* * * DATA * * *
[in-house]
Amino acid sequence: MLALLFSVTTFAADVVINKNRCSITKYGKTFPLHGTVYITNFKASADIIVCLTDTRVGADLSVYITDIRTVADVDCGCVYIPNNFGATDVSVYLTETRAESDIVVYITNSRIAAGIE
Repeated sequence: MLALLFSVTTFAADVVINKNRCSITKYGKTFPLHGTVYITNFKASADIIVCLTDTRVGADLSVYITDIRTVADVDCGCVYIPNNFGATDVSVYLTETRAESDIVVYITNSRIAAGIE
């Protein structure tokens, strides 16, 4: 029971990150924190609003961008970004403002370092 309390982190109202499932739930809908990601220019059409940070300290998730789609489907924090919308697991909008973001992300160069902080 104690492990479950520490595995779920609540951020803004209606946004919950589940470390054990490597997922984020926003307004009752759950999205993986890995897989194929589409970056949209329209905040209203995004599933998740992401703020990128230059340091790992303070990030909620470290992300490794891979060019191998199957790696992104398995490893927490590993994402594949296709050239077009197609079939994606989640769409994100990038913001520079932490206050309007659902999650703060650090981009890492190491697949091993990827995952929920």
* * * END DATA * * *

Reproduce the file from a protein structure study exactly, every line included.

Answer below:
[in-house]
Amino acid sequence: MLALLFSVTTFAADVVINKNRCSITKYGKTFPLHGTVYITNFKASADIIVCLTDTRVGADLSVYITDIRTVADVDCGCVYIPNNFGATDVSVYLTETRAESDIVVYITNSRIAAGIE
Repeated sequence: MLALLFSVTTFAADVVINKNRCSITKYGKTFPLHGTVYITNFKASADIIVCLTDTRVGADLSVYITDIRTVADVDCGCVYIPNNFGATDVSVYLTETRAESDIVVYITNSRIAAGIE
């Protein structure tokens, strides 16, 4: 029971990150924190609003961008970004403002370092 309390982190109202499932739930809908990601220019059409940070300290998730789609489907924090919308697991909008973001992300160069902080 104690492990479950520490595995779920609540951020803004209606946004919950589940470390054990490597997922984020926003307004009752759950999205993986890995897989194929589409970056949209329209905040209203995004599933998740992401703020990128230059340091790992303070990030909620470290992300490794891979060019191998199957790696992104398995490893927490590993994402594949296709050239077009197609079939994606989640769409994100990038913001520079932490206050309007659902999650703060650090981009890492190491697949091993990827995952929920």